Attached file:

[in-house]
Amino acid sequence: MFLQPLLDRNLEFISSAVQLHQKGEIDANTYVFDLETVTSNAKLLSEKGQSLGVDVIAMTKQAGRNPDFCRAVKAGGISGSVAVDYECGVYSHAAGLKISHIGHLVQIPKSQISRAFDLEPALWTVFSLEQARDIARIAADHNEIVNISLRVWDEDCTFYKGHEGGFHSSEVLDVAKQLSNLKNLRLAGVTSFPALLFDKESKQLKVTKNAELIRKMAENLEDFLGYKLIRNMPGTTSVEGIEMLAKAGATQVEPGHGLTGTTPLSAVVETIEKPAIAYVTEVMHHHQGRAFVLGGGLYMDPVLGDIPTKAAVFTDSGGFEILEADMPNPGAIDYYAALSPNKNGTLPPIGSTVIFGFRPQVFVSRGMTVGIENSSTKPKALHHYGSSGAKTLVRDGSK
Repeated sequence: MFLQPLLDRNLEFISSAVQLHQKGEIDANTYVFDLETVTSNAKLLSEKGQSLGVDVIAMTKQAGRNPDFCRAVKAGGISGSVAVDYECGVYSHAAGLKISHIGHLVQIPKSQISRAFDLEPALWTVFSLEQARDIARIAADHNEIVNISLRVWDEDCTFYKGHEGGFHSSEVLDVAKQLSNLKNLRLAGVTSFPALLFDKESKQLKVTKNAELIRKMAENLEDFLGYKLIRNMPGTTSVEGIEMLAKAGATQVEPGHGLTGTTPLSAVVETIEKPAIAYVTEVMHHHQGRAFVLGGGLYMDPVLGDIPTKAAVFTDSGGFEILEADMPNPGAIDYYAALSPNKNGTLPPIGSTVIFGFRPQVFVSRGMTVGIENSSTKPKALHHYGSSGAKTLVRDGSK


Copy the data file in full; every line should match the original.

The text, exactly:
[in-house]
Amino acid sequence: MFLQPLLDRNLEFISSAVQLHQKGEIDANTYVFDLETVTSNAKLLSEKGQSLGVDVIAMTKQAGRNPDFCRAVKAGGISGSVAVDYECGVYSHAAGLKISHIGHLVQIPKSQISRAFDLEPALWTVFSLEQARDIARIAADHNEIVNISLRVWDEDCTFYKGHEGGFHSSEVLDVAKQLSNLKNLRLAGVTSFPALLFDKESKQLKVTKNAELIRKMAENLEDFLGYKLIRNMPGTTSVEGIEMLAKAGATQVEPGHGLTGTTPLSAVVETIEKPAIAYVTEVMHHHQGRAFVLGGGLYMDPVLGDIPTKAAVFTDSGGFEILEADMPNPGAIDYYAALSPNKNGTLPPIGSTVIFGFRPQVFVSRGMTVGIENSSTKPKALHHYGSSGAKTLVRDGSK
Repeated sequence: MFLQPLLDRNLEFISSAVQLHQKGEIDANTYVFDLETVTSNAKLLSEKGQSLGVDVIAMTKQAGRNPDFCRAVKAGGISGSVAVDYECGVYSHAAGLKISHIGHLVQIPKSQISRAFDLEPALWTVFSLEQARDIARIAADHNEIVNISLRVWDEDCTFYKGHEGGFHSSEVLDVAKQLSNLKNLRLAGVTSFPALLFDKESKQLKVTKNAELIRKMAENLEDFLGYKLIRNMPGTTSVEGIEMLAKAGATQVEPGHGLTGTTPLSAVVETIEKPAIAYVTEVMHHHQGRAFVLGGGLYMDPVLGDIPTKAAVFTDSGGFEILEADMPNPGAIDYYAALSPNKNGTLPPIGSTVIFGFRPQVFVSRGMTVGIENSSTKPKALHHYGSSGAKTLVRDGSK